Sifu/ September 30, 2009/ Blog/ 0 comments

Even though the system was named after the woman who devised it, the number of female students attending a class is always much less than the male contingency. Wing Chun, the art, has developed since its first conception. The main two people that could be attributed to that would be Dr Leung Jan and Yip Man: Both male.

Shackleton Lodge, Brecon BeaconsThe philosophy, despite the fact that men have carried the mantle for the art since the demise of the lady herself, remains the same, of not using strength to defeat your opponent.

People are not keen on the idea of getting hurt whilst training, women are even less keen especially knowing that their training partner will more likely be a man. This though should be seen as positive since you are more likely to be in a confrontation with a man, that is where, if you are not used to dealing with some one bigger, stronger than you, it can be very intimidating. However, control is an important aspect in training and trust in the person facing you. Trust in that person not to let ego get in the way of technique, i.e you have executed a technique and it worked; now your partner will react harder if necessary. It happens, but very rarely.

Maybe if Wing Chun as an art was trying to appeal to women they should highlight the physical effect it has on the body. Through the constant use of your arms, deflecting, blocking, throwing and the fact that your arms are never down means they strengthen and tone (No bat wings!). Then there is the footwork, 60/40 and 50/50 which means nothing to you unless you do it, but in short 60/40 means 60% body weight on the back foot and 40 on the front. Knees are bent and you do a series of footwork that works the entire leg but mainly the inner and outer thighs. Whereas 50/50 you’re sitting in a squat position for all the footwork giving the buttocks, quadriceps and hamstrings (front and back of the thigh) an excellent work out.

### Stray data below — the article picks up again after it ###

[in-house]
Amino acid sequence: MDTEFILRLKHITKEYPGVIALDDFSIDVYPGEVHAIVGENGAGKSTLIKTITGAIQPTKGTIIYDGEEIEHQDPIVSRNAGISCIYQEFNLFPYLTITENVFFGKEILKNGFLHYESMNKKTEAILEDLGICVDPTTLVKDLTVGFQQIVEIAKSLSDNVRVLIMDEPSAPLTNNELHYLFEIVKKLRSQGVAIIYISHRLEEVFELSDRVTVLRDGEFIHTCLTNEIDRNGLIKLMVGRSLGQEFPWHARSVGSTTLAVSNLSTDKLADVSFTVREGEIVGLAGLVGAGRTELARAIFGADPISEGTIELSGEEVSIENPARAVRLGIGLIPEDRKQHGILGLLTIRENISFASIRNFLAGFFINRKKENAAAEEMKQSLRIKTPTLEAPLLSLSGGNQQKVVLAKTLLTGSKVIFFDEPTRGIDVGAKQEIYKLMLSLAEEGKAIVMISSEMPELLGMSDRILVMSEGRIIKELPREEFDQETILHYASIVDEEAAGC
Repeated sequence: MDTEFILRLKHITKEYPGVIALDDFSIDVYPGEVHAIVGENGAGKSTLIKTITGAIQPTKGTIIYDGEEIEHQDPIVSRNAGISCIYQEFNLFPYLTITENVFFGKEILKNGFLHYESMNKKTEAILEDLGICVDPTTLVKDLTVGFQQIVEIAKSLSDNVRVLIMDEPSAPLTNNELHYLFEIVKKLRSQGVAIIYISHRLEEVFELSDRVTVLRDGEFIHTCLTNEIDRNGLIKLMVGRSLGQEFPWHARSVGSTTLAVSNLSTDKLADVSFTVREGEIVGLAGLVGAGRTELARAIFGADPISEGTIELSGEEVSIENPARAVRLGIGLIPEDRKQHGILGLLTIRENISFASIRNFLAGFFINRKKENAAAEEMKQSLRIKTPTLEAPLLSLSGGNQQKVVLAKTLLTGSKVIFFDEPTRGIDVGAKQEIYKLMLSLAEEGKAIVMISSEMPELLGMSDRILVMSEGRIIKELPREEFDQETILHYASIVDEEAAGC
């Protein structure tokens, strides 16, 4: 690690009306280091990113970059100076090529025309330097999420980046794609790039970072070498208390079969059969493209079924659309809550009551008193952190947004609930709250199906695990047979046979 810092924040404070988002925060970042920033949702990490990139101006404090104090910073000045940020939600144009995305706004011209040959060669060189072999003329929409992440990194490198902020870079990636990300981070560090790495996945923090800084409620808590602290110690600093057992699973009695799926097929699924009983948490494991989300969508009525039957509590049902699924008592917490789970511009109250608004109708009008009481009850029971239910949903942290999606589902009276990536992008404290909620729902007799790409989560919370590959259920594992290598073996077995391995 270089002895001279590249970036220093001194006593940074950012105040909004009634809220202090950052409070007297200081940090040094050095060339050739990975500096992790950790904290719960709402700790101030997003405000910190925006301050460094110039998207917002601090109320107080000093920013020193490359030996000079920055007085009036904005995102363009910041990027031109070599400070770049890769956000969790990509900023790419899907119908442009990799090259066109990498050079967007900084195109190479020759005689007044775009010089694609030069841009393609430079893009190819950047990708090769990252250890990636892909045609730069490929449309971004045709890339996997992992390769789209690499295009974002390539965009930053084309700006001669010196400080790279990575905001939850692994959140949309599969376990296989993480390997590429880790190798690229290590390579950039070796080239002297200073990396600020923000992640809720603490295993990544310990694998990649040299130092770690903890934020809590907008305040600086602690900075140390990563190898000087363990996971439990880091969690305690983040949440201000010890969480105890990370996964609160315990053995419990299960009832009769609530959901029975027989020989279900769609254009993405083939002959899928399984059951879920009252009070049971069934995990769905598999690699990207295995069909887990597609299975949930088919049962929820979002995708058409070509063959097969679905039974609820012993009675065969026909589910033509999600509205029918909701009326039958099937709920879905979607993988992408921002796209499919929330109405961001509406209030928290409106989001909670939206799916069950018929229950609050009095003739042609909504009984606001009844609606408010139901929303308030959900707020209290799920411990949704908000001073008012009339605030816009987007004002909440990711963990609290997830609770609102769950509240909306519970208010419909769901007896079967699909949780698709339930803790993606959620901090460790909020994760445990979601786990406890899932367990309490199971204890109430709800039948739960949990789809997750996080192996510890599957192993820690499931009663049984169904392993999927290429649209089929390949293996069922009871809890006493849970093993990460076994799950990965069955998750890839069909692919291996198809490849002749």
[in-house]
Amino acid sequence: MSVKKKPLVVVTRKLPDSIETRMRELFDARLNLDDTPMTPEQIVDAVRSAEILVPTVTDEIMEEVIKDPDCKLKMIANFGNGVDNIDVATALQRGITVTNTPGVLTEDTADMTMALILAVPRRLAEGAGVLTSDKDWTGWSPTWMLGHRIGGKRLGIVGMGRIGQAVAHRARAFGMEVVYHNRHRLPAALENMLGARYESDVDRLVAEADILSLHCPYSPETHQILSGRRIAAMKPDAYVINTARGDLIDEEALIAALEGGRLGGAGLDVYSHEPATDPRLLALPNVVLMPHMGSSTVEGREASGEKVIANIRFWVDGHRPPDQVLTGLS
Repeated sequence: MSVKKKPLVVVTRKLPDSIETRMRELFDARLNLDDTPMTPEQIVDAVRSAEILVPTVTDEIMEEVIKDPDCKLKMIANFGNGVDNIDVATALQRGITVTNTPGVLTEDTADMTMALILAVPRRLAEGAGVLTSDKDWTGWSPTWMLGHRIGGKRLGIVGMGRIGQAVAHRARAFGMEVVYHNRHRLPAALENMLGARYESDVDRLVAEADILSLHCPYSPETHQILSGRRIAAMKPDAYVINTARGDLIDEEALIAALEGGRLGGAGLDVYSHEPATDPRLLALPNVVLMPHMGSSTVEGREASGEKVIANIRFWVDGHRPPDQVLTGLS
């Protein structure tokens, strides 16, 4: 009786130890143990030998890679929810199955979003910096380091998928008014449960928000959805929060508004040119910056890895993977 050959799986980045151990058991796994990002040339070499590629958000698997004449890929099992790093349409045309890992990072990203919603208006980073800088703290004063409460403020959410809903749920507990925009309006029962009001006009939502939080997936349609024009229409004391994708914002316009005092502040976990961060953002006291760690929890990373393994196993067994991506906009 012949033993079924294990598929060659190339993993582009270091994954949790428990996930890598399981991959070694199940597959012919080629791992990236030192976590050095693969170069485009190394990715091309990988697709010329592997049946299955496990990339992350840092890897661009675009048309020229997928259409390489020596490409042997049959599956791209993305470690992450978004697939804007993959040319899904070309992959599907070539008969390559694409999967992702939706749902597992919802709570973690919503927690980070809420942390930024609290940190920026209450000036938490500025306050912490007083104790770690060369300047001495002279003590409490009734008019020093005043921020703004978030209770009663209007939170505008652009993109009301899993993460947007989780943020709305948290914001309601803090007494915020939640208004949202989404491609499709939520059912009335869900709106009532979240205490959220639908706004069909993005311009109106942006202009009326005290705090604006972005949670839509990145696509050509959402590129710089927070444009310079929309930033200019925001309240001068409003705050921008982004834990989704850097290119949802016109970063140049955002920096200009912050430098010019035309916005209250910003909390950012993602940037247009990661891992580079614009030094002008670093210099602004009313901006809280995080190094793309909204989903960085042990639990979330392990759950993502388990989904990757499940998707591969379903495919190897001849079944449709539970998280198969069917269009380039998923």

The pad work and free fighting works your cardiovascular, burning of fat and strengthening of heart, muscle and lungs.

Strength as mentioned is not a perquisite of Wing Chun so the ability to perform 30 presses and run for miles is not a must but none of those will do any harm if total fitness is the plan. Then there is flexibility. Having watched the movies you would be convinced that you must, or at least do the splits. NO. Most of the kicks are no higher than the waist.

I have been practising Wing Chun since 1994. I love the art that constantly challenges me. Requiring mind and body to move as one (my eternal pursuit).

However there was a time that I was no longer feeling her (Wing Chun), just before my 5th rank grading. It included breaking wood using both 1 inch and 3 inch punches. Whilst training for the grade, my technique was bad that my attempts to break the wood resulted in my knuckles being swollen and cut and the wood staying intact. This reflected how I was feeling in that nothing was going right considering I had been training for a while by then I wanted to be better. When the grading was over I reflected on whether I wished to continue training. Whilst I was training I fond that it was still but I took it for granted. To keep a level you have to train at least twice a week. To attain higher heights you need to rain no less than three times a week.

Women at the best of times will not beat a man on strength alone. If she uses the science of the art, trusts the art that takes the power away from the big and is used by little, comes to terms with bodyweight, angles, balance and intuition through the senses, then WING CHUN is the Dom Perignon.

By Judith Jacobs

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